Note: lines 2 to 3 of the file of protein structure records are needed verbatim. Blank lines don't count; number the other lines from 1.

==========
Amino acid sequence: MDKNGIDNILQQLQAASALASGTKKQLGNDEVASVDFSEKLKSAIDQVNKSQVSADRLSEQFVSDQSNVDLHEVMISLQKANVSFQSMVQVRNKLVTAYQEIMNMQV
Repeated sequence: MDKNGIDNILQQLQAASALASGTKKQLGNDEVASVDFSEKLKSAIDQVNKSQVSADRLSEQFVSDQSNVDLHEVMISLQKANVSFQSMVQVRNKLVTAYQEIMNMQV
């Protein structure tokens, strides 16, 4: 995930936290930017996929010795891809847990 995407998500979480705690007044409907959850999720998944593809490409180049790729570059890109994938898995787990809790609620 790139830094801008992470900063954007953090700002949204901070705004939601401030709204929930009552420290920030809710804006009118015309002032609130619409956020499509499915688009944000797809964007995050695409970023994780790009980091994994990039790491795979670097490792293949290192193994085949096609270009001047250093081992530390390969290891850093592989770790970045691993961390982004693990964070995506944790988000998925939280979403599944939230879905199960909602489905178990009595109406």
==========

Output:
Repeated sequence: MDKNGIDNILQQLQAASALASGTKKQLGNDEVASVDFSEKLKSAIDQVNKSQVSADRLSEQFVSDQSNVDLHEVMISLQKANVSFQSMVQVRNKLVTAYQEIMNMQV
């Protein structure tokens, strides 16, 4: 995930936290930017996929010795891809847990 995407998500979480705690007044409907959850999720998944593809490409180049790729570059890109994938898995787990809790609620 790139830094801008992470900063954007953090700002949204901070705004939601401030709204929930009552420290920030809710804006009118015309002032609130619409956020499509499915688009944000797809964007995050695409970023994780790009980091994994990039790491795979670097490792293949290192193994085949096609270009001047250093081992530390390969290891850093592989770790970045691993961390982004693990964070995506944790988000998925939280979403599944939230879905199960909602489905178990009595109406």